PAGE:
Marisa Marcantonio and Michael S. Smith
Michael S. Smith is one of today’s most respected talents in the industry, and design enthusiasts got to know him a little better last week at the DDB. In a discussion with Stylebeat blogger Marisa Marcantonio, Michael touched on his early career, his most recent projects and his recently released book, The Curated House.
Michael started his career with legendary antiques dealer Gep Durenberger in California and then moved to New York, where he worked under distinguished designer John Saladino. Michael learned a great deal from those two experiences.
From Gep, Michael acquired curiosity and learned that it’s all about the show and hard work. For his part, John provided Michael with “a great sobering realization of what it means to have a firm in New York. I realized I needed to function with isolation and focus.”
Michael found that solitary environment in California, where he grew up. “I have a little bit of an outside view [in California]. If I had done everything in New York, I would have only experienced a small slice of the pie.” Michael said he owes much of his success to the fact that he creates spaces that will stand the test of time. Let’s just say you won’t see a lacquered yellow wall from him.
Michael signing copies of his book
Michael’s recognizable California aesthetic is seen in his book The Curated House, which showcases interiors from the past seven years and shares the influences behind his design philosophy.
“For me, the idea of a ‘Curated House’ is the choices I make. It’s my point of view, and it’s relaxing because it’s edited. There’s so much that were relying on others to edit. In a sea of so much information, people notice direction.”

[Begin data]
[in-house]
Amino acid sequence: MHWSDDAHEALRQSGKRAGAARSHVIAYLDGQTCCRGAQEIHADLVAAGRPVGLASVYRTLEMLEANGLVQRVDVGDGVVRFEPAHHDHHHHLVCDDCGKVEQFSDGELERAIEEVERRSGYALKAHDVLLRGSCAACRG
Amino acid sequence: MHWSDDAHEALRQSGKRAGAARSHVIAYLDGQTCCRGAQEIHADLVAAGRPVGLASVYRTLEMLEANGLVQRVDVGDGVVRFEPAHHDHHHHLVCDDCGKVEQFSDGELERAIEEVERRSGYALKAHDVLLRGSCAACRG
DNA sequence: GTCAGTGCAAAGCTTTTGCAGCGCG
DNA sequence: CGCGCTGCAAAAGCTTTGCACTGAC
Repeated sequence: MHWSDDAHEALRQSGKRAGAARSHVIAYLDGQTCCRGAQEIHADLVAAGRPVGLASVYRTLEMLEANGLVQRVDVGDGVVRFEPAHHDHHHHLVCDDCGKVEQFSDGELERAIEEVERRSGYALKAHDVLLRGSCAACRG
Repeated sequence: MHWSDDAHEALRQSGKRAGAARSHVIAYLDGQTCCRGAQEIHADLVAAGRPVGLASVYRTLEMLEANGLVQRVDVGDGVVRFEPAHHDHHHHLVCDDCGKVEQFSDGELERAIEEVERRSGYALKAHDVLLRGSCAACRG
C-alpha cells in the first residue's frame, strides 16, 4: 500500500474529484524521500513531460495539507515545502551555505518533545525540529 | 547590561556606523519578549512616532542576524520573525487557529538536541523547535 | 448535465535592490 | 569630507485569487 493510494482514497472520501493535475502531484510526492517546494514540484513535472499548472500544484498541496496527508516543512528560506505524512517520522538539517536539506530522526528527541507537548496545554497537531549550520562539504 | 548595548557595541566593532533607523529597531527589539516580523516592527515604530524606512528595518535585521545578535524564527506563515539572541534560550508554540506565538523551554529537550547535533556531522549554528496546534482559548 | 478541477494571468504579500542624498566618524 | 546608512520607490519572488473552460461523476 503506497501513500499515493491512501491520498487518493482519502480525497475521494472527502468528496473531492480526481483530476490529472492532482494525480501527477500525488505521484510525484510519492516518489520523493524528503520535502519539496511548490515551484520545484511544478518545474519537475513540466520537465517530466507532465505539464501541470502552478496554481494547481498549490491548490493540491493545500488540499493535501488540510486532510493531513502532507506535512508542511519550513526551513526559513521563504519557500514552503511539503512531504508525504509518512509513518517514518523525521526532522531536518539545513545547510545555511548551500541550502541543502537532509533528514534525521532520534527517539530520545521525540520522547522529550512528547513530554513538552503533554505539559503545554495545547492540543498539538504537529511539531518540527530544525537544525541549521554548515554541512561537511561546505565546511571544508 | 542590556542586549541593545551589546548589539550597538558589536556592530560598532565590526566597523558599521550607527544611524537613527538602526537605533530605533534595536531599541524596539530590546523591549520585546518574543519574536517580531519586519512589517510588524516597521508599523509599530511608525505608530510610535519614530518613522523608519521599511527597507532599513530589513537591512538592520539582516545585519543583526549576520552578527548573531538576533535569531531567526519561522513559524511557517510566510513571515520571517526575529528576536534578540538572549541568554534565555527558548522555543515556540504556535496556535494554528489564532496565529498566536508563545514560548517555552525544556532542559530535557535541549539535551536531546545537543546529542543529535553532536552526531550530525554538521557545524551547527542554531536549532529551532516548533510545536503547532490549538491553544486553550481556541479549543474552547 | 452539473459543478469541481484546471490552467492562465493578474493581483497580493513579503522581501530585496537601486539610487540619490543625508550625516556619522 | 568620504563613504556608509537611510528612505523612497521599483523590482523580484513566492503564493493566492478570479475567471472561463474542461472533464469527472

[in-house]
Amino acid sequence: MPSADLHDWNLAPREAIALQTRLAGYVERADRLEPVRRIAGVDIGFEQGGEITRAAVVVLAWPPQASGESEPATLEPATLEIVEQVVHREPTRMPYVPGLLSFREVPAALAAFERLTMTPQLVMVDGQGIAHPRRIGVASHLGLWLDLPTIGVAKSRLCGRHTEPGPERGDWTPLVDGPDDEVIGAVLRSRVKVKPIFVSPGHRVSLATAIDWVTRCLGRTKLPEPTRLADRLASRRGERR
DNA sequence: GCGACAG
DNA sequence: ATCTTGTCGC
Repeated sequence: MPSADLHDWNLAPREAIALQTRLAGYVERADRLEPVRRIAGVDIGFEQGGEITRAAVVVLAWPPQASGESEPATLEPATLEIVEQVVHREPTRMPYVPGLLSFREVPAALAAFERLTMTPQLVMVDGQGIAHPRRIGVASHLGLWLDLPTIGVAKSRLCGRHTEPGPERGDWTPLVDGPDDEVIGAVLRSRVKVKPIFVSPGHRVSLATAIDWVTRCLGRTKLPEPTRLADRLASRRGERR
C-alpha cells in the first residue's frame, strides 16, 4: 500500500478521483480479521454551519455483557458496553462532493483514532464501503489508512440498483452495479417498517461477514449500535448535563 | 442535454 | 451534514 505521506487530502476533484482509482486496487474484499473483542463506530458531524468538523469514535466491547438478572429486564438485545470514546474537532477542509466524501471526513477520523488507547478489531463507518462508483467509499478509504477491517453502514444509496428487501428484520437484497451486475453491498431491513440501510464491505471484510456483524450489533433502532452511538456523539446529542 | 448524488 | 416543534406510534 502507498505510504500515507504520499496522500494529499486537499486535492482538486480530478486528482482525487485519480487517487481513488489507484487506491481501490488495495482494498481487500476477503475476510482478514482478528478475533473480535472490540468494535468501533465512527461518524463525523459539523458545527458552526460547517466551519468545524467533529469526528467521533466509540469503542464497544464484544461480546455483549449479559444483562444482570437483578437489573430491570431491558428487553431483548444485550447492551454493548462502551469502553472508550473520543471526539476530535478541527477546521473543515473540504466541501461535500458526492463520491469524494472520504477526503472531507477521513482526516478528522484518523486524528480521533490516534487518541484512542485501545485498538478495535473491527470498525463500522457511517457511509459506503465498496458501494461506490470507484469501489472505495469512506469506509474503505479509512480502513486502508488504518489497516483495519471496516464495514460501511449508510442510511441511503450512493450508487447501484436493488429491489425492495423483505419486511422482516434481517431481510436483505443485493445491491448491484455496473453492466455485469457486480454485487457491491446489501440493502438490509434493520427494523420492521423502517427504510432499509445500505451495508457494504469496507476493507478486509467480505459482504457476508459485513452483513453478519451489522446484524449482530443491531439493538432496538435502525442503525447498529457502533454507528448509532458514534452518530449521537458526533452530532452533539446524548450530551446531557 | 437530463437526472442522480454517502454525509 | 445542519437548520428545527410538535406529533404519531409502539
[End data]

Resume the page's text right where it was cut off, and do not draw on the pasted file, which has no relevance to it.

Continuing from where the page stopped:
U.S. embassy in Madrid (image courtesy of Architectural Digest)
Included in the book is the recently revamped U.S. embassy residence in Madrid—where Michael lives with his longtime partner, Ambassador James Costos. Spain influenced Michael through its architecture, fabrics and history.
“Spanish architecture is everywhere in California, and I was always obsessed with it. Then you go to Spain and it’s so untapped. There are all these factories that make stuff, and we don’t know where they are. The aesthetic is such an influence.”
Of course, Michael’s most significant work is his design for the White House. Marisa—and the audience—was eager to know how Michael balanced living history and modern life in this monumental project.
“For me, I think that I’m profoundly conscious of it,” he said. “You realize that every person and family that lived there has made their own imprint and you’re respectful of it, but your imprint is just as important. You become a position in history and a responsibility to history. You represent a particular moment and you can’t go too far back or too far forward.”